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None because the "Isles of Wonder" is an imaginary place. The "Isles of Wonder," refers to a passage in Shakespeare's The Tempest, set on a remote, magical island.

The character Caliban refers to his home as an isle "full of noises, sounds and sweet airs, that give delight and hurt not."

The phrase "Isles of Wonder" does not appear in The Tempest or anywhere in Shakespeare. It is the name of the album of the music to the opening ceremonies of the 2012 Olympics. One of the tracks from the soundtrack, called "Caliban's Dream" was accompanied during the ceremony by the passage referred to from the Tempest Act 3 Scene 1. The entire passage is as follows:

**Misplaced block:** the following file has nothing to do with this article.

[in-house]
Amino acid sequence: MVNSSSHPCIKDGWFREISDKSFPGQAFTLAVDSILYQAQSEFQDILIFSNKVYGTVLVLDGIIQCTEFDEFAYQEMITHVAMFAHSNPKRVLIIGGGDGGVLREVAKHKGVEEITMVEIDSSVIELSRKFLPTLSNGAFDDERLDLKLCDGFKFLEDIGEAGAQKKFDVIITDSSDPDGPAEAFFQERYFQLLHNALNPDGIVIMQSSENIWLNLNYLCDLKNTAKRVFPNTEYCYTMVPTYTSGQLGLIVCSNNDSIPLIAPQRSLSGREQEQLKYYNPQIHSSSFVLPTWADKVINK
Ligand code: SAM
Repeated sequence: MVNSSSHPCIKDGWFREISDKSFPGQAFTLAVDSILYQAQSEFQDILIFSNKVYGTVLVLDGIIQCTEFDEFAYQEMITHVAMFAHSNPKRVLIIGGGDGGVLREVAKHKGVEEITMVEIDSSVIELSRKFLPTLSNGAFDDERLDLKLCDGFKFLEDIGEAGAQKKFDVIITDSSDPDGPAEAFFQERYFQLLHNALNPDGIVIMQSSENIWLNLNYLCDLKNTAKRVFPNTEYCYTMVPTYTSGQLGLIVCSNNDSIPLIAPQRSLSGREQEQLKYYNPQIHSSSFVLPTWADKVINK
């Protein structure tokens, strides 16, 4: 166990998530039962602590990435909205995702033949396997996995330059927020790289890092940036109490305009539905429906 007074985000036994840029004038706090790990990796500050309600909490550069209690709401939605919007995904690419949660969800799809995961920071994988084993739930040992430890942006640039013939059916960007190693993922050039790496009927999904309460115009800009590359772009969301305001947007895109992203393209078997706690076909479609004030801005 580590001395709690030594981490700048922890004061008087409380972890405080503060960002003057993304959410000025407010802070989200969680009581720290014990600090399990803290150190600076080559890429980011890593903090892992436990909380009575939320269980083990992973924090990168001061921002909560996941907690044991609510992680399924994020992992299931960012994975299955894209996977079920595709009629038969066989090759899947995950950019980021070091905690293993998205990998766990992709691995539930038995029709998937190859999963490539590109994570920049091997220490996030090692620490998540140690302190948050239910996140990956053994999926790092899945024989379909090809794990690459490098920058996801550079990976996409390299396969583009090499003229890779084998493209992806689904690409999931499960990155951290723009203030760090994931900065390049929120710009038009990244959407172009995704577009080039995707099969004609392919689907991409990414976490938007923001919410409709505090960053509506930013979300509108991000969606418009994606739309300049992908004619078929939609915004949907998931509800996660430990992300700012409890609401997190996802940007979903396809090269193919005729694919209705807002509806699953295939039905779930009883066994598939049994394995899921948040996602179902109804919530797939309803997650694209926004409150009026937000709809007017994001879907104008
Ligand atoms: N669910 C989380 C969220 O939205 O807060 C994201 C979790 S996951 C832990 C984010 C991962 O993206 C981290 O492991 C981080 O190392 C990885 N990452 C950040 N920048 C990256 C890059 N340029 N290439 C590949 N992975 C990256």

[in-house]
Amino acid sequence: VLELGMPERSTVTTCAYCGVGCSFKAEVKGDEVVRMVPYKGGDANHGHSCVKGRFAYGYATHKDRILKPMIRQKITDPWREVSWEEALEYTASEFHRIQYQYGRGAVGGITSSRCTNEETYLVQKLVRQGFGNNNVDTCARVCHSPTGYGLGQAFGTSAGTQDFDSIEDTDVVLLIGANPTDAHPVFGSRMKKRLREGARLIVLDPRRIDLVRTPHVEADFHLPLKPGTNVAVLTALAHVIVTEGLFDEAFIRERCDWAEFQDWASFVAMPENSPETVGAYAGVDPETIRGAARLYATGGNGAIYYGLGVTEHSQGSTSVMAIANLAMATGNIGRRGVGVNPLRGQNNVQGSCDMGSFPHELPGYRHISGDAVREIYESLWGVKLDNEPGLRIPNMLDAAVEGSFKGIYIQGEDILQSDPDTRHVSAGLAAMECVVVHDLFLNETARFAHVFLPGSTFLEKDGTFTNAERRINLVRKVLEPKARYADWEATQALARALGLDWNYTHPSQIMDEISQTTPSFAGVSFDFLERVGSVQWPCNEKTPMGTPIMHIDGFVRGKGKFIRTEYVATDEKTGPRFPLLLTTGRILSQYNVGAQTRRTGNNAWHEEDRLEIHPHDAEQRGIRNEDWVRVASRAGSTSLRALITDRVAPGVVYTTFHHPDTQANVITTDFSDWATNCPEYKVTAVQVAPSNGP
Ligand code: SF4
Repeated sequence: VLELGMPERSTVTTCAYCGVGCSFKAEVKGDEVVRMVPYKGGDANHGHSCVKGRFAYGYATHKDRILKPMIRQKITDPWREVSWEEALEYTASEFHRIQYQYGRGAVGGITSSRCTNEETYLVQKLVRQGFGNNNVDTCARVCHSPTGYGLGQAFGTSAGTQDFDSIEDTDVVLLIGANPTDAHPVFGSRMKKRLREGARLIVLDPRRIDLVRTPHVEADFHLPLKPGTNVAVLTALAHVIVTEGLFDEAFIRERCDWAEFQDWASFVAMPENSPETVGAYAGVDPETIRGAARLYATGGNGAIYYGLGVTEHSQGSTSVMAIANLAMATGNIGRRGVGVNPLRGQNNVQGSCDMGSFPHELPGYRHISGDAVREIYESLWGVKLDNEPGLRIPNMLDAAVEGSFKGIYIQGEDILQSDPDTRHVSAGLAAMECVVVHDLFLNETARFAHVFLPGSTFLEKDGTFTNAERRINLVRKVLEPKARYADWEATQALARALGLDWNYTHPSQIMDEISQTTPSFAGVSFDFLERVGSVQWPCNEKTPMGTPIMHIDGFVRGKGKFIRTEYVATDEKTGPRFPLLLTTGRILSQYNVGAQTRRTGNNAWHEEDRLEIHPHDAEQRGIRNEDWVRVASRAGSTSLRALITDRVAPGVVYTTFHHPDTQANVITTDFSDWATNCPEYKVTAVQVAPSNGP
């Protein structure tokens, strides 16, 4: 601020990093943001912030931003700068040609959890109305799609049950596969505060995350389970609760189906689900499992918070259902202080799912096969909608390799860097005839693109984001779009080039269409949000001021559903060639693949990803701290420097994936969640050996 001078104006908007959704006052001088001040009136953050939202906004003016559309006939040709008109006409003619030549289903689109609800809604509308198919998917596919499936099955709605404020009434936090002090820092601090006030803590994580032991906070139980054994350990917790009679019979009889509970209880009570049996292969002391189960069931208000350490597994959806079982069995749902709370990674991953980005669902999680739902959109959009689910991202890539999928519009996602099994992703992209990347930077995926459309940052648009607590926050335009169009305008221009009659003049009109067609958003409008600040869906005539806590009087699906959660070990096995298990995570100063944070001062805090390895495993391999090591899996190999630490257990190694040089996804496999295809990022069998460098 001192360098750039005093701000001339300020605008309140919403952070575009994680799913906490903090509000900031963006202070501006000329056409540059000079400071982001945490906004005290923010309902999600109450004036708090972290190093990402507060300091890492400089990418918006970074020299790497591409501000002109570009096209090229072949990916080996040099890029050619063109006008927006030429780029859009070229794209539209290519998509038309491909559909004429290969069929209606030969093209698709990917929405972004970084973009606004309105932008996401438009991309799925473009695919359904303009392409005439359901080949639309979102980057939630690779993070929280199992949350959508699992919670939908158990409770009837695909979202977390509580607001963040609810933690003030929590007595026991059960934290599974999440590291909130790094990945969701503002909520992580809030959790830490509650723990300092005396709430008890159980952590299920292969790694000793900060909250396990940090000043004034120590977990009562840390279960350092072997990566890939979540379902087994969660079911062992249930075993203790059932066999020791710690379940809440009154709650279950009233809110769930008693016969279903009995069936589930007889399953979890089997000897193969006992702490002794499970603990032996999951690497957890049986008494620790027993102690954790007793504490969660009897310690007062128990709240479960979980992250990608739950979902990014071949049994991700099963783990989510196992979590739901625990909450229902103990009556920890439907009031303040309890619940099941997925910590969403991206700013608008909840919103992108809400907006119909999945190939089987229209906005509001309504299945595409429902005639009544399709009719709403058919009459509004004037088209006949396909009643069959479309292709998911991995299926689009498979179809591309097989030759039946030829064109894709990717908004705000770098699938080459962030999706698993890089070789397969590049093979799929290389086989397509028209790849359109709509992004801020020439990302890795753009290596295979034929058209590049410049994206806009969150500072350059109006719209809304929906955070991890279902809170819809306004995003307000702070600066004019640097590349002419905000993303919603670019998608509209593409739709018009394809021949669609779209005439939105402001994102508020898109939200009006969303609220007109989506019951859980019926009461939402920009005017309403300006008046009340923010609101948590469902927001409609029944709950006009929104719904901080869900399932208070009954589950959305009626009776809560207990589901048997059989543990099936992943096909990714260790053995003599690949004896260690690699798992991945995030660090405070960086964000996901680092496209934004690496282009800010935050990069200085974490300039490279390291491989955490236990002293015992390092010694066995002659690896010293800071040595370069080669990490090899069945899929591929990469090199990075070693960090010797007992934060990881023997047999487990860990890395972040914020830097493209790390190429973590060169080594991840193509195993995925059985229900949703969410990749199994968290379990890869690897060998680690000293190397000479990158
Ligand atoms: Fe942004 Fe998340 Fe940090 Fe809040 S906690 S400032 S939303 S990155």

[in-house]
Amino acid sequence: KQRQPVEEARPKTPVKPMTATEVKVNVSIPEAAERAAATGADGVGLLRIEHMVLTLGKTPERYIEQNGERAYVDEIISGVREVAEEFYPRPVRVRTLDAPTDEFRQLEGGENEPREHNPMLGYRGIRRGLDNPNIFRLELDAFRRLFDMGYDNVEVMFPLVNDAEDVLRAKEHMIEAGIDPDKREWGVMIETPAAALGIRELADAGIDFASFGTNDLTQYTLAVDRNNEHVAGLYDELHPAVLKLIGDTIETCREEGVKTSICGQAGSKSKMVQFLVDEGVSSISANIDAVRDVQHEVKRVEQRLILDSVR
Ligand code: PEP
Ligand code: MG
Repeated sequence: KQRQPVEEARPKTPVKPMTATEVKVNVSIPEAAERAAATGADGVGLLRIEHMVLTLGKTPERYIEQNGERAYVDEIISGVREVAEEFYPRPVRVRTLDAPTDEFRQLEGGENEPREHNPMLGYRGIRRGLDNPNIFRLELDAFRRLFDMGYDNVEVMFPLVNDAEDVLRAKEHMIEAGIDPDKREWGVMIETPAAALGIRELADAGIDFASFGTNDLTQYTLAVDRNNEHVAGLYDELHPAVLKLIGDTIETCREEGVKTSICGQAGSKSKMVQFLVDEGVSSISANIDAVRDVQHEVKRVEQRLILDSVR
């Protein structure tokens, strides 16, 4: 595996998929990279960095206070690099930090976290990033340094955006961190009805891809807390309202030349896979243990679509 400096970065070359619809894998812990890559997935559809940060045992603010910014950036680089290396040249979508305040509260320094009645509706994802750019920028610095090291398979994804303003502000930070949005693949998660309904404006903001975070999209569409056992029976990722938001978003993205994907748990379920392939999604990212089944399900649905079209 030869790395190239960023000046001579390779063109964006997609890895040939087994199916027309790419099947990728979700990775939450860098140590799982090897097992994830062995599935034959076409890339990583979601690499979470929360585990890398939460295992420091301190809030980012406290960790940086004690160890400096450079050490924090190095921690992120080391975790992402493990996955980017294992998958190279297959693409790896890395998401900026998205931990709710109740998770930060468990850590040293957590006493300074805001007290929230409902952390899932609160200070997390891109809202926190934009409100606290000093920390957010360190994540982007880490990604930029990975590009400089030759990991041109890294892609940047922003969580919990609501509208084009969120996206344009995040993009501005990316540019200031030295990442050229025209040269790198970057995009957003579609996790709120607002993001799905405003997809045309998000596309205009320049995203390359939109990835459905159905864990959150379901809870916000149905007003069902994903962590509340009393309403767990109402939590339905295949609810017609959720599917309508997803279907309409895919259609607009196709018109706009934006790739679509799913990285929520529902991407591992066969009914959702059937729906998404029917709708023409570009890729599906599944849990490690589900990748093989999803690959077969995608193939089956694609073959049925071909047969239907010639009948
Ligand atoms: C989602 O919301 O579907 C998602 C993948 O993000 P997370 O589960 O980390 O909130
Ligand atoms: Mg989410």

Be not afeard; the isle is full of noises,

Sounds, and sweet airs, that give delight and hurt not.

Sometimes a thousand twangling instruments

Will hum about mine ears; and sometime voices

That, if I then had waked after long sleep,

Will make me sleep again; and then in dreaming,

The clouds methought would open, and show riches

Ready to drop upon me, that when I waked

I cried to dream again.

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Q: How many countries make up the Isles of Wonder?
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